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If r= 1 + 1/3 + 1/9 + 1/27 and s= 1 + 1/3(r), then s exceeds r by  [#permalink]

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If $$r = 1 + \frac{1}{3} + \frac{1}{9} + \frac{1}{27}$$ and $$s = 1 + \frac{1}{3}r$$, then $$s$$ exceeds $$r$$ by

(A) $$\frac{1}{3}$$
(B) $$\frac{1}{6}$$
(C) $$\frac{1}{9}$$
(D) $$\frac{1}{27}$$
(E) $$\frac{1}{81}$$

Project PS Butler : Question #85

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If r= 1 + 1/3 + 1/9 + 1/27 and s= 1 + 1/3(r), then s exceeds r by  [#permalink]

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we can rewrite R and S as the following:
$$R = 3^0 + 3^{-1} + 3^{-2} + 3^{-3}$$

$$S = 3^0 + 3^{-1}R$$
$$S = 3^0 + 3^{-1}(3^0 + 3^{-1} + 3^{-2} + 3^{-3}) = 3^0 + 3^{-1} + 3^{-2} + 3^{-3} + 3^{-4}$$

upon subtraction,
$$S-R$$ = $$(3^0 + 3^{-1} + 3^{-2} + 3^{-3} + 3^{-4})$$ $$-(3^0 - 3^{-1} - 3^{-2} - 3^{-3})$$ $$= 3^{-4}$$

which is E
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Originally posted by MahmoudFawzy on 18 Dec 2018, 12:57.
Last edited by MahmoudFawzy on 31 Jul 2019, 17:40, edited 1 time in total.
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Re: If r= 1 + 1/3 + 1/9 + 1/27 and s= 1 + 1/3(r), then s exceeds r by  [#permalink]

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r= 1 + 1/3 + 1/9 + 1/27
Apply G.P summation formula, sum1 = (a*(1-r^n))/(1-r)
where a = 1; r = 1/3; n = 3
Therefore sum1 = 13/9
s= 1 + 1/3(r)
i.e s = 1 + 1/3 + 1/9 + 1/27 + 1/81
Apply G.P summation formula, sum2 = (a*(1-r^n))/(1-r)
where a = 1; r = 1/3; n = 3
Therefore sum2 = 40/27
Do sum1 - sum2 = 1/27

Option (D)
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If r= 1 + 1/3 + 1/9 + 1/27 and s= 1 + 1/3(r), then s exceeds r by  [#permalink]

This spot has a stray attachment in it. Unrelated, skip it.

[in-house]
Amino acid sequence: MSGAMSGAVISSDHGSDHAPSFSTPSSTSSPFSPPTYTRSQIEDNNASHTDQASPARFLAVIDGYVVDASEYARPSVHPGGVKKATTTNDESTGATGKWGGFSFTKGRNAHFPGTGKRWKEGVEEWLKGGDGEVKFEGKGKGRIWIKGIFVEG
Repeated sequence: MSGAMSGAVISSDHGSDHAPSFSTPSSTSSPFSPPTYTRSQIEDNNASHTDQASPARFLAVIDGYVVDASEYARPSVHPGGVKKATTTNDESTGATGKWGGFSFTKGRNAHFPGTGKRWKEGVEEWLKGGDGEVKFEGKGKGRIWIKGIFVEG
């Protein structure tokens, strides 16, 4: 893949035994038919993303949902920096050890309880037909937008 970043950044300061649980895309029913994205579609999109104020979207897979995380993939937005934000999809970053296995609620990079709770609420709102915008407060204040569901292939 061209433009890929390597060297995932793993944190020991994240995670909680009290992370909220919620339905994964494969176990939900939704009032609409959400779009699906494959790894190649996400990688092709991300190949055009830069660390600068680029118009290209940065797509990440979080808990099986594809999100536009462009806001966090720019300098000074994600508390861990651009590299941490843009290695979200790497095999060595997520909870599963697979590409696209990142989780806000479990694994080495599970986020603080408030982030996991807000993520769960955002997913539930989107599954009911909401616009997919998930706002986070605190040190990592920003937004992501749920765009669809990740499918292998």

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AmanAngrish wrote:
r= 1 + 1/3 + 1/9 + 1/27
Apply G.P summation formula, sum1 = (a*(1-r^n))/(1-r)
where a = 1; r = 1/3; n = 3
Therefore sum1 = 13/9
s= 1 + 1/3(r)
i.e s = 1 + 1/3 + 1/9 + 1/27 + 1/81
Apply G.P summation formula, sum2 = (a*(1-r^n))/(1-r)
where a = 1; r = 1/3; n = 3
Therefore sum2 = 40/27
Do sum1 - sum2 = 1/27

Option (D)

your concept is very interesting and correct,
however, I think there is a small mistake in the application.

I think n=4 for sum1 (as 4 elements are added),
and n=5 for sum 2 (as 5 elements are added).

sum1 would be $$40/27$$
sum2 would be $$121/81$$
and by subtraction, the result would be $$1/81$$
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If r= 1 + 1/3 + 1/9 + 1/27 and s= 1 + 1/3(r), then s exceeds r by  [#permalink]

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$$r = 1 + \frac{1}{3} + \frac{1}{9} + \frac{1}{27}$$ =$$\frac{40}{27}$$

$$s = 1 + (\frac{1}{3} * \frac{40}{27})$$ = $$\frac{121}{81}$$

$$\frac{121}{81}$$ - $$\frac{40}{27}$$ = $$\frac{1}{81}$$

E
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Re: If r= 1 + 1/3 + 1/9 + 1/27 and s= 1 + 1/3(r), then s exceeds r by  [#permalink]

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HKD1710 wrote:
If $$r = 1 + \frac{1}{3} + \frac{1}{9} + \frac{1}{27}$$ and $$s = 1 + \frac{1}{3}r$$, then $$s$$ exceeds $$r$$ by

(A) $$\frac{1}{3}$$
(B) $$\frac{1}{6}$$
(C) $$\frac{1}{9}$$
(D) $$\frac{1}{27}$$
(E) $$\frac{1}{81}$$

Project PS Butler : Question #85

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So i thought of some other method, it did not work

$$r = 1 + \frac{1}{3} + \frac{1}{9} + \frac{1}{27}$$

$$s = 1 + \frac{1}{3}r$$

Just substitute r in the second expression

s = 1 + 1/3 * $$1 + \frac{1}{3} + \frac{1}{9} + \frac{1}{27}$$

So it will give us 1/81

E
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Re: If r= 1 + 1/3 + 1/9 + 1/27 and s= 1 + 1/3(r), then s exceeds r by  [#permalink]

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[quote="HKD1710"]If $$r = 1 + \frac{1}{3} + \frac{1}{9} + \frac{1}{27}$$ and $$s = 1 + \frac{1}{3}r$$, then $$s$$ exceeds $$r$$ by

(A) $$\frac{1}{3}$$
(B) $$\frac{1}{6}$$
(C) $$\frac{1}{9}$$
(D) $$\frac{1}{27}$$
(E) $$\frac{1}{81}$$

$$s = 1 + \frac{1}{3}r$$ = $$1+ \frac{1}{3} + \frac{1}{9} + \frac{1}{27} + \frac{1}{81}$$

Now, s-r = $$1+ \frac{1}{3} + \frac{1}{9} + \frac{1}{27} + \frac{1}{81}$$ - ($$1 + \frac{1}{3} + \frac{1}{9} + \frac{1}{27}$$) = $$\frac{1}{81}$$ Re: If r= 1 + 1/3 + 1/9 + 1/27 and s= 1 + 1/3(r), then s exceeds r by   [#permalink] 31 Jul 2019, 07:21
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